Characterizing devices at high frequencies often involves measuring scattering parameters (S-parameters), which focus on the frequency and amplitude of waves rather than current and voltage. These measurements, determining the loss and phase change of transmitted and reflected signals, are crucial for accurate characterization. However, they present significant measurement challenges because of the complexities of capturing signal behavior at high frequencies.


Various factors can impact on-wafer measurement results, especially at millimeter-wave frequencies. Understanding and controlling these factors is critical for engineers to ensure accurate device modeling and characterization.

  • Calibration method and reference plane choices: Calibration corrects systematic errors in measurement setups. However, the choice of method and reference plane must align with the specific requirements of the frequency range.
  • Parasitic circuit elements: Parasitic elements arising from the interconnection between the probe and contact pads (like parasitic capacitance and inductance) can distort the measurements.
  • Test environments: The material composition of the wafer chuck used during measurements (whether metallic, ceramic, or another material) can have profound effects on the results.
  • Coupling between adjacent neighboring structures: In densely packed device layouts common to modern semiconductor wafers, electromagnetic coupling between adjacent devices or structures can lead to interference that affects measurement accuracy.
  • Cross talk between probes: With multiple probes in proximity, often required for complex measurements, electromagnetic cross talk between the probes can occur. This phenomenon occurs when signals from one probe affect the signals of another, contaminating the measurement data with unwanted interference.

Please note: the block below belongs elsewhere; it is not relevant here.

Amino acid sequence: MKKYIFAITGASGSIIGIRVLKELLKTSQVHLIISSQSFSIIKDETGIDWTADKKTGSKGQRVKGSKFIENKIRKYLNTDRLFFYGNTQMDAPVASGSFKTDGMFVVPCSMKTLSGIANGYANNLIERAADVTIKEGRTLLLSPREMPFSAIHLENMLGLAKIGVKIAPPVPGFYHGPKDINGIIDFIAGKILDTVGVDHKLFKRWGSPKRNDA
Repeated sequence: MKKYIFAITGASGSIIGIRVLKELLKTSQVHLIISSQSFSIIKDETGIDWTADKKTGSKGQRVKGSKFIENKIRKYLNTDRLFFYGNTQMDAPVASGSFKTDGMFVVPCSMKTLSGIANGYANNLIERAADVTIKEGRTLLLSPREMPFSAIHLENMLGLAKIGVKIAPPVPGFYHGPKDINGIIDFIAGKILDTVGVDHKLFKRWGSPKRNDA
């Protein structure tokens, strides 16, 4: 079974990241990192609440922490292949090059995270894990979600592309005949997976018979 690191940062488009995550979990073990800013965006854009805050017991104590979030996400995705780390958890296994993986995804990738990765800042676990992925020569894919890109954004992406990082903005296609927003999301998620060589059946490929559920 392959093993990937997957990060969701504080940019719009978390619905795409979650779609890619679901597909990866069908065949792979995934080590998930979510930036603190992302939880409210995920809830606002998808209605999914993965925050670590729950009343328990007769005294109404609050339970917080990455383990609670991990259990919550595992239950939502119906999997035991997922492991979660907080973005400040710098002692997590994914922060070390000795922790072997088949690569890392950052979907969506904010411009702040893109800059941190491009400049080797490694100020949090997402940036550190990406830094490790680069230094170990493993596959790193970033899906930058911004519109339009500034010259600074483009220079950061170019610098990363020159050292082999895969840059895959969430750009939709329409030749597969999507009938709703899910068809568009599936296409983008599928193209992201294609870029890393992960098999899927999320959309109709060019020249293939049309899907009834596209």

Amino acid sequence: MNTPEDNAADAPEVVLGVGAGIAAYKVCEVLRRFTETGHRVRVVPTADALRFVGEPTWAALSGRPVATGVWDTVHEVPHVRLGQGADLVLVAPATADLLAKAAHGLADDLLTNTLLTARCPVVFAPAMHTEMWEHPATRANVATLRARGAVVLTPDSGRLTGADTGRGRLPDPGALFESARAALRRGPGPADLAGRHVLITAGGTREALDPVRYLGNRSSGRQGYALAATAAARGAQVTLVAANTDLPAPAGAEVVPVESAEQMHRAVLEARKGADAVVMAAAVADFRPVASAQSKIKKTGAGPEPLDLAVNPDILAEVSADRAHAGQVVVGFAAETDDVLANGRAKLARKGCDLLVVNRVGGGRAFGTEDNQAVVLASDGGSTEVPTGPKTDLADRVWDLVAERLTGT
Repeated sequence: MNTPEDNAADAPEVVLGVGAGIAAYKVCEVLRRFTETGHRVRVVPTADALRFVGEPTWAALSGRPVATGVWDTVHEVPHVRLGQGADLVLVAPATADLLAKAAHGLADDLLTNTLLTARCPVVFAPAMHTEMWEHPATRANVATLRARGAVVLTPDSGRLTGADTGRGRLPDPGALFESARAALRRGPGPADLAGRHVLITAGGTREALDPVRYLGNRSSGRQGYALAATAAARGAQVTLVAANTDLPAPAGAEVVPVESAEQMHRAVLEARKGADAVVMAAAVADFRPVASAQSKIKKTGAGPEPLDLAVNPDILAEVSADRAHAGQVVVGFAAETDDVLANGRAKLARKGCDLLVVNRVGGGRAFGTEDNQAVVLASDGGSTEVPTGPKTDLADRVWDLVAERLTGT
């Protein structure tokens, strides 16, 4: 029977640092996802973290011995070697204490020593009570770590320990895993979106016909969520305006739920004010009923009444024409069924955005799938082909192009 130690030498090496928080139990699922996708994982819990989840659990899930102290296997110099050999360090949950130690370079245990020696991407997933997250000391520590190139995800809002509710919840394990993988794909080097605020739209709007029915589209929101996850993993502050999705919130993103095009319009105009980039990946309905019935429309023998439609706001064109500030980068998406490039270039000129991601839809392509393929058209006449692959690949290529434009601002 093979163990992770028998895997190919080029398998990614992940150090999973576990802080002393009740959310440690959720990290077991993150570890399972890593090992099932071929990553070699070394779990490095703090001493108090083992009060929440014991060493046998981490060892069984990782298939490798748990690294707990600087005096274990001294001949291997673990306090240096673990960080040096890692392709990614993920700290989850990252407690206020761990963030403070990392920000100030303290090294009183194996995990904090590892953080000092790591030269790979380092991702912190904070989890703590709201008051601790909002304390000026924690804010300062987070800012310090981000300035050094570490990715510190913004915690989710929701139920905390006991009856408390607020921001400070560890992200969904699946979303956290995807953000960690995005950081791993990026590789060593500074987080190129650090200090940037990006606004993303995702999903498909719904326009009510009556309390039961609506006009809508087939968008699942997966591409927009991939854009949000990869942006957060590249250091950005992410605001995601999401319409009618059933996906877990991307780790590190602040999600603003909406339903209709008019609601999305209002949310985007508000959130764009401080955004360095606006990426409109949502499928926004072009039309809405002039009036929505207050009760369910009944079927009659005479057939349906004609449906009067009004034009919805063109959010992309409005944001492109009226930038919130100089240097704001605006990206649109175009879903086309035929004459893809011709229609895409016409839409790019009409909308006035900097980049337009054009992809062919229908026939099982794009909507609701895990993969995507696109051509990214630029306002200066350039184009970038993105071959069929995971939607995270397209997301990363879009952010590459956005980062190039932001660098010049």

Given the time-consuming nature of these measurements — often spanning several hours to days —  automating the process becomes paramount. 

First, it is crucial for the measurement control software to integrate with the prober's native control software and each instrument involved, automating measurements across temperature. 

To maximize efficiency and avoid measuring bad devices, the software should also perform preliminary check tests to assess the die integrity. Based on these initial test results, engineers can make informed decisions on whether to proceed with further measurements, skip faulty devices or dies, or stop the measurement. 

Moreover, the ability to monitor measurement results in real time during the execution of the test plan enables immediate detection of any failure conditions and prompt intervention to correct the issues. 

Considering the large volumes of data generated by these extensive measurements, efficient data management and analysis capabilities are vital. The software should facilitate the organization, storage, and analysis of data to identify the typical set of devices for modeling extraction.

When deciding between developing custom software or purchasing commercial solutions for R&D device characterization labs, several key factors come into play.

Custom software development using languages like Perl, MATLAB, LabVIEW, C#, or Python gives labs more control over new features, custom drivers, and data handling. However, building mature measurement software from scratch requires a significant investment of time and resources. It can take months to develop a solution that integrates seamlessly with prober and measurement systems. This delay often leads to hidden costs that are not immediately apparent at the outset of the project. These costs can include not only the direct software development and maintenance expenses but also the opportunity cost of delayed project schedules.